Trying again: Here is the Arne Duncan response to former Mayor Franklin’s plea for him to enter CRCT fray

Here is U.S. Education Secretary Arne Duncan’s response to former Atlanta Mayor Shirley Franklin who sought his help to shore up the battered reputation of APS in the wake of the state CRCT erasure probe.

I am sorry for the mishap earlier that led to the blog disappearing, but it crashed when I attempted to insert the letter into it.

So, the Duncan letter is now in this Google doc.

In essence, Duncan uses the letter to stress how much Beverly Hall has boosted NAEP scores in APS,  but he says the probe into  CRCT erasures needs to go forward to ensure the integrity of student performance measures.

59 comments Add your comment

Larry Major

October 21st, 2010
10:54 pm

Hey, great letter. Mr. Duncan shows exceptional whatever – and in case I forgot to mention it, you look very nice today.

So, what happened at the Charter Schools Commission meeting in the strategy session?

Maureen Downey

October 21st, 2010
11:06 pm

@Larry, Not much. Lots of talk with hired consultant — paid for by a grant — to develop a vision statement: “A better educated Georgia;” a mission statement: “Building a better educated Georgia through the authorizing, supporting and holding charter schools accountable for high quality.”
A few side comments about Gwinnett winning Broad but not embracing charters.
Some discussion about the need not to make any reference in any statements about maximizing revenues, which would play into the criticism that commission has a motive to approve more schools since it gets more funding with each additional schools it approves.
I do plan on writing up tomorrow.
Maureen.

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Atlanta mom

October 22nd, 2010
12:08 am

I absolutely agree, this investigation needs to go where it needs to go. But, does anyone know, Grady High School (an APS school) just won the Empire State mock trial tournament? This is so sad, because there is so much good going on in APS. Unfortunately, there is so much bad going on in APS. It is hard to be an APS parent

shirley

October 22nd, 2010
6:35 am

Secretary Duncan has answered my letter of two months ago and called me to talk about it. I appreciate that he considered my concerns and am satisfied he and his staff will monitor the situation as might be appropriate. In teh meantime, congratulations to APS, students, parensts and faculty for gaining the Secretary’s praise for stellar achievements on the National Assessment of Eduational Progress. ” Atlanta students have recorded notable gains in reading and mathematics on separate National Assessment of Educational Progress. In fourth-and eighth -grade reading, Atlanta’s results have increased 14 points from 2002. This is more growth than any other participating urban district.”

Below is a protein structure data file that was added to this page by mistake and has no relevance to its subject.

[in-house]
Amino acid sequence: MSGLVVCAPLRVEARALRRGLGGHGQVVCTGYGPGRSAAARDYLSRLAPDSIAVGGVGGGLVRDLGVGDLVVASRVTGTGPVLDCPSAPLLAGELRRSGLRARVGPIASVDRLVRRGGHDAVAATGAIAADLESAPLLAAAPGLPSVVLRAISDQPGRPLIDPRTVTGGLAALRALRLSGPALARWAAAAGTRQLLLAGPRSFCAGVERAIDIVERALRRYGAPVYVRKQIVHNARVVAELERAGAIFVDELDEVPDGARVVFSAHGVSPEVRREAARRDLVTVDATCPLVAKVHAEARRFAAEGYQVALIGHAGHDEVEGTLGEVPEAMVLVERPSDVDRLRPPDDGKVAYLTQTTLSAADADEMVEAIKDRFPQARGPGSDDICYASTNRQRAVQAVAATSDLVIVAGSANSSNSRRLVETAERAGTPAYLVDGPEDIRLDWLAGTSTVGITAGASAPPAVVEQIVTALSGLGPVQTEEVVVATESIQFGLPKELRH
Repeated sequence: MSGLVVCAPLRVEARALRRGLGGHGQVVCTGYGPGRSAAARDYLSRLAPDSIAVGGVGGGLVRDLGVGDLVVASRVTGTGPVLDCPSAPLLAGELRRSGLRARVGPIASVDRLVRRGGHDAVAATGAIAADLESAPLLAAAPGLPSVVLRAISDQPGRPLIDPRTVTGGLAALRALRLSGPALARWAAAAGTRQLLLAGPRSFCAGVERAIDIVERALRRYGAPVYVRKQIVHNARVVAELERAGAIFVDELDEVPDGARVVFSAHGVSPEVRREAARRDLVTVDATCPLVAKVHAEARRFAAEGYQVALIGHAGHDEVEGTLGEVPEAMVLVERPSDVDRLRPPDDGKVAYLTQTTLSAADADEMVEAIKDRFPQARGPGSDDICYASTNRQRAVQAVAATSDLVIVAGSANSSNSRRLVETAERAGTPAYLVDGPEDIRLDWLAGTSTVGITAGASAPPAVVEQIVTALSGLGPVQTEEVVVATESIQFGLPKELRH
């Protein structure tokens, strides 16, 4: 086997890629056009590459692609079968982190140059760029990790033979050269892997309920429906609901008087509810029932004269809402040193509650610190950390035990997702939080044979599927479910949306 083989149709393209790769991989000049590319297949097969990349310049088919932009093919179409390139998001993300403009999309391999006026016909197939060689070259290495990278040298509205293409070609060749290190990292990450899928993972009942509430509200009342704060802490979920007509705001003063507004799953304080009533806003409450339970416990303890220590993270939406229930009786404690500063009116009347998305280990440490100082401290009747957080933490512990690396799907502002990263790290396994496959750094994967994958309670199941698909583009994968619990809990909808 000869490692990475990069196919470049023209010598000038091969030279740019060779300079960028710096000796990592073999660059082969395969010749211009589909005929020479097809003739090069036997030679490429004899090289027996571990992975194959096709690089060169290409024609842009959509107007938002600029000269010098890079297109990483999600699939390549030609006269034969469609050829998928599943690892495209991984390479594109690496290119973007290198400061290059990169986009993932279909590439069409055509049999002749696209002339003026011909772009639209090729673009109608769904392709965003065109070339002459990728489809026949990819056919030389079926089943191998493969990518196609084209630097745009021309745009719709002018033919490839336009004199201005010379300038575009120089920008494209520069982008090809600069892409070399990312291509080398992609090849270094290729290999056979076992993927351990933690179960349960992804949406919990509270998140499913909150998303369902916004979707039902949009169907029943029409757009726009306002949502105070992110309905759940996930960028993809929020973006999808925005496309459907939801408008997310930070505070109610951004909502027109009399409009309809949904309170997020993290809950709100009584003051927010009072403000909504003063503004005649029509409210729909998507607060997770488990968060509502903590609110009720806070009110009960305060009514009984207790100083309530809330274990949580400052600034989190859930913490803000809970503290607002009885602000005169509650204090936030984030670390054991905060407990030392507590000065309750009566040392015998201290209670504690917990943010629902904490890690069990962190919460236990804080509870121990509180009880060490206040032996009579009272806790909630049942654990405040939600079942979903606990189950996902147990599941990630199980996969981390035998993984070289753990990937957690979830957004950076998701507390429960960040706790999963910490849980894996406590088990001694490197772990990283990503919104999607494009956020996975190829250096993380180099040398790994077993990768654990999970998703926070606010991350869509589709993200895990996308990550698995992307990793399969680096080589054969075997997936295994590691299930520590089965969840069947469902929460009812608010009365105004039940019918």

I join “Atlanta mom” in congratulating Grady High School for winning the Empire State mock trial tournament. Having launched the Mayor’s Youth Program in 2005 to assist with APS graduating college and workforce bound seniors, I know there are many successes in APS. The glass is more than half full and according the Secretary’s letter, he recognizes the accomplishments too.

Chris Murphy, Atlanta, GA

October 22nd, 2010
6:46 am

I’m sorry, but as a city resident, taxpayer, and father, to keep emphasizing “the many good things happening at APS schools” is nothing more than a PR whitewash. These are the types of things I look at when faced with the prospect of sending a daughter to an APS high school next year: 45.1% of APS high school students missed 10 or more days last year, and Maynard Jackson HS ranked 315th in SAT scores in the state of GA, which ranked 48th in the nation. I’d have to think the latter had a lot to do with the former.
I greatly appreciate all your efforts, Ms. Franklin, but I’d rather you used your estimable reputation to get APS to roll up its collective sleeves and get to work.

Ernest

October 22nd, 2010
7:26 am

Atlanta Mom, I feel you pain being an active DeKalb parent myself. Congratulations to the students at Grady HS for their achievements.

The investigation needs to move forward.

catlady

October 22nd, 2010
7:38 am

Perhaps the Secretary could bring to bear the power of his office to find out exactly how each student was selected to be part of NAEP? When our school/students were included, it was NOT random.

catlady

October 22nd, 2010
7:43 am

PS If the Secretary were REALLY interested in the kids who were advanced a grade who should not have been, he needs to look at the entire state! What did the AJC find–that something like 86% of kids failing the test in the gateway grades were SENT ON ANYWAY?!! In my school it was about 99%!!! How about forwarding to him the results of the AJC investigation from last year?

Attentive Parent

October 22nd, 2010
7:43 am

Not to mention as we noted this summer the NAEP report itself showed APS had excluded Hispanic students from participating in NAEP as if it had none in any significant percentage.

Anyone know the actual percentage?

Also although the trend in scores was positive, the actual scores were still too low to be a point of pride.

Dr NO

October 22nd, 2010
7:43 am

“Honorable Shirley Franklin” Thats a laugh. Directly or indirectly Franklin, Duncan and Bev “cupcake” Hall are all in cahoots together. Im just surprised Andrew Youngs name acting as “puppet Master”

All bogus and BS.

Attentive Parent

October 22nd, 2010
8:07 am

I found my notes from this summer.

NAEP tested 1300 4th graders in APS and 900 8th graders. Although the trend was positive since 2002, the scores for APS remain below the overall scores for Georgia.